The Ministry of Agriculture and Farmers Welfare, Government of India will confer the Plant Genome Savior Farmers award to Mahan Chandra Borah of Meleng in Assam’s Jorhat district during the Krishna Unnati Mela to be held at Indian Agriculture Research Institute, Pusa campus, in New Delhi from March 5 to 7.
Union Minister of Agriculture and Farmers Welfare Radha Mohan Singh has consented to confer the award on Mahan Borah, a farmer, whose mission is to preserve indigenous paddy species from becoming extinct.
Mahan has collected seeds of nearly 100 odd indigenous paddy species which he plants in small plots in his fields on a rotational basis to preserve the germplasm.
” I would not like to see hybrid paddy varieties though high yielding replace the indigenous ones each of which contain some unique characteristic, ” he said.
Mahan further said that he would like to propagate and help in conservation of all the seeds that he had collected from different places in Assam.
“Many of these seeds are no longer cultivated extensively but they have properties that allow them to withstand floods, drought and other climatic vagaries. We should not lose the germplasm of these seeds,” he said.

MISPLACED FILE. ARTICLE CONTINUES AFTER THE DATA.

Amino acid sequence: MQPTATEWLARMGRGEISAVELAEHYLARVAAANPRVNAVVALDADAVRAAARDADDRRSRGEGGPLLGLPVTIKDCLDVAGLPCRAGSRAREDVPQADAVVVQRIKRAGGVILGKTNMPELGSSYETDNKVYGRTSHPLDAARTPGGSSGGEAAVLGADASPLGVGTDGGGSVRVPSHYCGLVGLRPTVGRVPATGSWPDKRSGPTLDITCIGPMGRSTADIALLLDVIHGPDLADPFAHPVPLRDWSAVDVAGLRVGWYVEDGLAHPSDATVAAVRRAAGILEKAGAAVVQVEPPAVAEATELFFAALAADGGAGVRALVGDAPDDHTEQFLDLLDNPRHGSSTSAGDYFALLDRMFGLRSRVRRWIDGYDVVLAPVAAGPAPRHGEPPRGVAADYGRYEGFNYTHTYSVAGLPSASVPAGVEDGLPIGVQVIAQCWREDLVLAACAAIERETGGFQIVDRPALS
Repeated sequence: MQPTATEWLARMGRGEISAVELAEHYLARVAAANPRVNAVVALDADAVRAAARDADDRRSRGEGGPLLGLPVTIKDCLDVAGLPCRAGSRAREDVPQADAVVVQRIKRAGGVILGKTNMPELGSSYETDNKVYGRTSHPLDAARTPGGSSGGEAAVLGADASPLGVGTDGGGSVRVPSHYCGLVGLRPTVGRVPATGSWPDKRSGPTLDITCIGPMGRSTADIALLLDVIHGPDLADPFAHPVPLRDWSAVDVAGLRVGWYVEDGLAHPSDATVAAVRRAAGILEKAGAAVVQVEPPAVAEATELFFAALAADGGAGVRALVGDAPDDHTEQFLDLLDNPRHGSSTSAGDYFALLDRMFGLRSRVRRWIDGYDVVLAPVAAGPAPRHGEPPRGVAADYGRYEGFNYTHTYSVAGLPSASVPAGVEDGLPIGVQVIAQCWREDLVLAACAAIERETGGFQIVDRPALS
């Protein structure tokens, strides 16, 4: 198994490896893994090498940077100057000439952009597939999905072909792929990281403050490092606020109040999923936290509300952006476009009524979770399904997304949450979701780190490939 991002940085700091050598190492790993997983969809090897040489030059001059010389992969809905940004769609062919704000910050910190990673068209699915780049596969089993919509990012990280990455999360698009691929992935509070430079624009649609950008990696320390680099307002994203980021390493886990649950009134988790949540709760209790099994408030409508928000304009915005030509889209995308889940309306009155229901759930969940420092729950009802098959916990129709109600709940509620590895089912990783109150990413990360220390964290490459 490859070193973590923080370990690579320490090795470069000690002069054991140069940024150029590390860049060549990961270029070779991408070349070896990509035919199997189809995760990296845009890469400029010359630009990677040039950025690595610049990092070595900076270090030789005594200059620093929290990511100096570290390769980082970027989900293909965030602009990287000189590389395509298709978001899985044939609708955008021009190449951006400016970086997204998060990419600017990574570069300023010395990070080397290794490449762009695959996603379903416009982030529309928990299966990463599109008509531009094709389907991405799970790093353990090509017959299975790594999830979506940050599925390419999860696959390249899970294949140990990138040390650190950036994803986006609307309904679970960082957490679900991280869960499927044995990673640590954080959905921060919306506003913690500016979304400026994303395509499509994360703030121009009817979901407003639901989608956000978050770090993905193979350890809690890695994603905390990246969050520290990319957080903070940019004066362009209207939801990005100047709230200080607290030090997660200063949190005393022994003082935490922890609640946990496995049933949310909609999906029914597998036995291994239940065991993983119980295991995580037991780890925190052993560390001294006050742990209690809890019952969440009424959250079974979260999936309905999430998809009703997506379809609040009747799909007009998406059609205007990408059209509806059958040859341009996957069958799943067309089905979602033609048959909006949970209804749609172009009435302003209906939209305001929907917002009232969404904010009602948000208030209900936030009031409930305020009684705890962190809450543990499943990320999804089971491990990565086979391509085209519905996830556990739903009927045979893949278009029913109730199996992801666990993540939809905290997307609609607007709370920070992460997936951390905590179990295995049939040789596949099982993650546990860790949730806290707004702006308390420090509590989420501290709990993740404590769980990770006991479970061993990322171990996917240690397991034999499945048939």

A one man’s avowed aim has turned into a movement of sorts with this progressive farmer being able to inspire students in several schools to collect seeds of indigenous varieties of paddy as well as chillies, brinjals and other vegetables and make seed banks.
Mahan’s own seed bank which he had named Annapurna has also been transformed into a seed lending library.
Mahan has unending tales of from.where he has collected his seeds and the beliefs which surround each variety viz medicinal and health.
Bora, a graduate, narrates a tale of how Medelaguri paddy was brought about 100 years ago to Meleng by Nethia Bharali after buying the seed for Re 1 from his in-laws, since rice seeds are never given as dowry.
These seeds have been preserved by his sons over the years.
Another local farmer cultivated harphoni in preference to the high-yielding varieties, as its weight was one-and-a-half times more for 82 bags of rice, which usually weighs a quintal.
The organizers also propose to put on display the samples of the seeds which have been conserved by Mahan and other farmers of his ilk from different parts of the country at an exhibition to be held on the occasion.
This was let known by Ravi Prakash, Registrar, Plant Protection Varieties and Farmers Rights Authority, Ministry of Agriculture and Farmers Welfare, government of India through a letter.